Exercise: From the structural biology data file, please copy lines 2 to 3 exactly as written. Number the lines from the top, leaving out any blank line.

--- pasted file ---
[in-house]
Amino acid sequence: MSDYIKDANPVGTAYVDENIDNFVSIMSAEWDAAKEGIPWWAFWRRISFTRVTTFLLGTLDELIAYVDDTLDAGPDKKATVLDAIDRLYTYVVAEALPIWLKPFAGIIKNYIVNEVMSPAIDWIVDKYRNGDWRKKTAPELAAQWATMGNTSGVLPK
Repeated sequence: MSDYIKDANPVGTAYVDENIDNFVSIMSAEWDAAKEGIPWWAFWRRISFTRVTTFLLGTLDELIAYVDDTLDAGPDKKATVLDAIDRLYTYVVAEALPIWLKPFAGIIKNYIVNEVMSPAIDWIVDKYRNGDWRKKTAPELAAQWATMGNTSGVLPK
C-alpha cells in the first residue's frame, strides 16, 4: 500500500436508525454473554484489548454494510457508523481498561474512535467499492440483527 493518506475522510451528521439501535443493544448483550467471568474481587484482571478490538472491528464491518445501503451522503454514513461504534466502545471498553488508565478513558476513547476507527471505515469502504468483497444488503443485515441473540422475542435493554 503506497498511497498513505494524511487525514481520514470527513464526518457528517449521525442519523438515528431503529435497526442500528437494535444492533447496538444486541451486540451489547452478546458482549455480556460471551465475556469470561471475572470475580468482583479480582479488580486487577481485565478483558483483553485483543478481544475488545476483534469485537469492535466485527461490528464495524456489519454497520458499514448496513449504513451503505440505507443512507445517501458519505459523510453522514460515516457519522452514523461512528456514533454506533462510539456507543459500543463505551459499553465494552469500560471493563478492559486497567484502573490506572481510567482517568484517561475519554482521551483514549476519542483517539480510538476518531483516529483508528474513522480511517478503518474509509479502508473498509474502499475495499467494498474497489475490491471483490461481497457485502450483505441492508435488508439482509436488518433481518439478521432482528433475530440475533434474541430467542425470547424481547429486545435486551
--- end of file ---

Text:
Amino acid sequence: MSDYIKDANPVGTAYVDENIDNFVSIMSAEWDAAKEGIPWWAFWRRISFTRVTTFLLGTLDELIAYVDDTLDAGPDKKATVLDAIDRLYTYVVAEALPIWLKPFAGIIKNYIVNEVMSPAIDWIVDKYRNGDWRKKTAPELAAQWATMGNTSGVLPK
Repeated sequence: MSDYIKDANPVGTAYVDENIDNFVSIMSAEWDAAKEGIPWWAFWRRISFTRVTTFLLGTLDELIAYVDDTLDAGPDKKATVLDAIDRLYTYVVAEALPIWLKPFAGIIKNYIVNEVMSPAIDWIVDKYRNGDWRKKTAPELAAQWATMGNTSGVLPK